Long life, no cooling fans: Intel’s 4.5W Core processors could blur the PC/tablet line

Windows tablets hold within them an implicit promise: To deliver the full Windows 8 experience in a svelte tablet form factor.

Unfortunately, the ambitions of Microsoft and its partners have thus far exceeded reality, largely due to processor power issues. Even the lowest of low-wattage Ultrabook chips simply sip too much juice, forcing manufacturers to house their hybrids in cases full of fans—a compromise that has left Windows tablets and convertibles thicker and louder than the ARM-based tablet competition.

No more. Intel announced Tuesday that new Core Y-series Haswell processors capable of fitting in thin, completely fanless designs are inbound “in the coming months.”

While Intel had previously announced its Core Y-series chips would run at a scenario design point—basically, an Intel metric for the power draw during sustained workloads—of 6 watts, the newly announced processors will dip all the way down to 4.5W SDP. (6W variants will also be available.) That 1.5-watt difference between the two is the difference between needing additional cooling and a potentially fanless design, according to Intel

Tablets and hybrid PCs with the 4.5-watt Core chips will offer more than nine hours of battery life on active usage, Intel spokesman Dan Snyder said via email.

Don’t expect to see crazy performance from such low-powered Haswell processors, however.

While the new chips will be able to boost to higher performance for short periods thanks to their 11-watt thermal design power rating—a “worst-case” power metric that measures the maximum energy used during heavy workloads—a large part of Intel’s ability to bring the cooling and power requirements down so far lies in underclocking the processor. Sustained boosting above 4.5W would strain the cooling capabilities of a fanless chassis.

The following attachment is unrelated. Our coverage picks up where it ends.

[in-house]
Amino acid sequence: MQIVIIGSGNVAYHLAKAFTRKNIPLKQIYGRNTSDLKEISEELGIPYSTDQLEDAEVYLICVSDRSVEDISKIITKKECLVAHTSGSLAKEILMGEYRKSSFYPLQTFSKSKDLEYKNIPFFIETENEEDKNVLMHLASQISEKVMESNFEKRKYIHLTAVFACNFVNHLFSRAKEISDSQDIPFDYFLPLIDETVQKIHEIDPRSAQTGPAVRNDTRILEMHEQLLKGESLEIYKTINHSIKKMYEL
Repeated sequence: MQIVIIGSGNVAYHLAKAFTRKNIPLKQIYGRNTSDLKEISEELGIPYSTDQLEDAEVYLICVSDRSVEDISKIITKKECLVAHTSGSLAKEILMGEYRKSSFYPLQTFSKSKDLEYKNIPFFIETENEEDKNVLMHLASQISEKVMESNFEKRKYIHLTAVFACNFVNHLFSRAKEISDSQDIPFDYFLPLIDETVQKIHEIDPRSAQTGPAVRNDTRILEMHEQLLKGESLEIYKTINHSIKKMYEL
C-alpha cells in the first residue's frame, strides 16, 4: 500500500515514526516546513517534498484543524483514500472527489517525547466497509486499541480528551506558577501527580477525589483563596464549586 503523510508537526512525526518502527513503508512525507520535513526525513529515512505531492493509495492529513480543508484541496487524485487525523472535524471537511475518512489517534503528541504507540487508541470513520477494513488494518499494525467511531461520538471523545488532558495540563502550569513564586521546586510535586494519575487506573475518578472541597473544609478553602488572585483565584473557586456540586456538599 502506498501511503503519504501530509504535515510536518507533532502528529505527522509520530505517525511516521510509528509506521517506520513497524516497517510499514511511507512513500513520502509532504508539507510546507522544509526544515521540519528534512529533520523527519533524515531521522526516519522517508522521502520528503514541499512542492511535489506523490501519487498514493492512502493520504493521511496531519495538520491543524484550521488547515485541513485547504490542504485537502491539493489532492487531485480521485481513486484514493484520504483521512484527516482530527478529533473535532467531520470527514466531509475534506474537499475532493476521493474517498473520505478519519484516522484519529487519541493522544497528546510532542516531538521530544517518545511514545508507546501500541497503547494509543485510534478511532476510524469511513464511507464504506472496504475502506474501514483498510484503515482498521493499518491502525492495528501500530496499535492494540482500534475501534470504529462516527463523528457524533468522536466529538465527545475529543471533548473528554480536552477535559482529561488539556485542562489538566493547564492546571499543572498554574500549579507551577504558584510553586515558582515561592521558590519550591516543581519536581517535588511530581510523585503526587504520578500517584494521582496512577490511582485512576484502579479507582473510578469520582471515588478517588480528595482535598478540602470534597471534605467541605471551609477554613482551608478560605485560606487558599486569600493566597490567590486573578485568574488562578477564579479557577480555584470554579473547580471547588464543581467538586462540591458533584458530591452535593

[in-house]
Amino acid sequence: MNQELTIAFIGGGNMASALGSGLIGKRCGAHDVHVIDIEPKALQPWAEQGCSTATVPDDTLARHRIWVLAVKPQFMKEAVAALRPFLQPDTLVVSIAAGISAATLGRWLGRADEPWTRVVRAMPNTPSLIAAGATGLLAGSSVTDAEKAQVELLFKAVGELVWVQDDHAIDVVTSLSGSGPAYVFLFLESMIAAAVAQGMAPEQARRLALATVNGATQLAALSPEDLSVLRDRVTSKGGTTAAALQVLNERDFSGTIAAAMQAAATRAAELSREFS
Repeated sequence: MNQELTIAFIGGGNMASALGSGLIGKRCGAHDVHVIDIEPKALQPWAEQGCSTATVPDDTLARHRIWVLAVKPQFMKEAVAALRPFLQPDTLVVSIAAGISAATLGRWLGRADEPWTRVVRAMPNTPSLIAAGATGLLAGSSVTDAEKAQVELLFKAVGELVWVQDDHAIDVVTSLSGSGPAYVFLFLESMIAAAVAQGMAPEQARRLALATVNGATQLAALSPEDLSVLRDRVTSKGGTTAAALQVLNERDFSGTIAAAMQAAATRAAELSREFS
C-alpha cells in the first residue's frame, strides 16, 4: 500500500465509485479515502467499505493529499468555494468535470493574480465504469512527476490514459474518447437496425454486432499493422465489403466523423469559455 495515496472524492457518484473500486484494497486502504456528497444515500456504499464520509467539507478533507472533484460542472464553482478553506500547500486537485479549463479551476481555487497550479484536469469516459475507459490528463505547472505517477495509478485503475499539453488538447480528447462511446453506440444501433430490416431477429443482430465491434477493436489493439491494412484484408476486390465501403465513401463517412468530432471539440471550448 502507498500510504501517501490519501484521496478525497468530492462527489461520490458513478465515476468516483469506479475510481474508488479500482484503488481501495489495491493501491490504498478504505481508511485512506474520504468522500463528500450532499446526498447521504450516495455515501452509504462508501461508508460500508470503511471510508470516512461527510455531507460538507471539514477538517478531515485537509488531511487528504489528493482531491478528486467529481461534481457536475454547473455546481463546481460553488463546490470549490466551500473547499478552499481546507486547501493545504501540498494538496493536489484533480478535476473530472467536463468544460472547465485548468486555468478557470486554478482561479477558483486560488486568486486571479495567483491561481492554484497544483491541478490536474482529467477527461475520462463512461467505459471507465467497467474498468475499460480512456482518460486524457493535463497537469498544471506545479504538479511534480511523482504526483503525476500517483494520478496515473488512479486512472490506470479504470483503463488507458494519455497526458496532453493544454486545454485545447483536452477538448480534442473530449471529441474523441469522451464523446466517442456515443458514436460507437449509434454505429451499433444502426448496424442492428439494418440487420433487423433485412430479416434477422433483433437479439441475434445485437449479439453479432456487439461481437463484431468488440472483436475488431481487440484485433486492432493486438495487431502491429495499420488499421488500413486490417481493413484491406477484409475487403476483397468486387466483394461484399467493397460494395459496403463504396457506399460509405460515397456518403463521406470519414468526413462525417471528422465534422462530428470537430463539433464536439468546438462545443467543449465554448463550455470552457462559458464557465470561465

Even still, a low-powered Haswell processor will blow the pants off both ARM chips andIntel’s own Atom CPUs, performance-wise, bringing true Ultrabook-like chops to a truly tablet-style design.

“I think there is a real market need for a fanless tablet or 2-in-1 with PC-level performance,” says Patrick Moorhead, president and principal analyst at Moor Insights and Strategy. “This is exactly where Intel’s new 4.5-watt [chip] comes into play… Even though the 4.5-watt Haswell will be clocked lower than the 6-watt version announced at Computex, it will have significantly higher performance than Bay Trail.”

While Moorhead expects production of low-watt chips to ramp up sometime in 2014, Intel says the first round of energy-sipping Y-series processors will be produced in limited quantities. It’d be a shock if those chips failed to show up in a Haswell refresh of Microsoft’s Surface Pro tablet.

Google Maps Can Detect Traffic Accidents

Jakarta – Google has just updated the Google Maps application with new features. This feature comes reports of traffic accidents and the number of ways to access the various facilities.
Google Maps with accident information can be used on Android and iOS based devices. Overall, this application displays maps and their reliable navigation and traffic information.
Warning about the accident will appear on the map showing traffic flow and road construction. This information is also recommended that these options are not stuck in traffic around the accident site.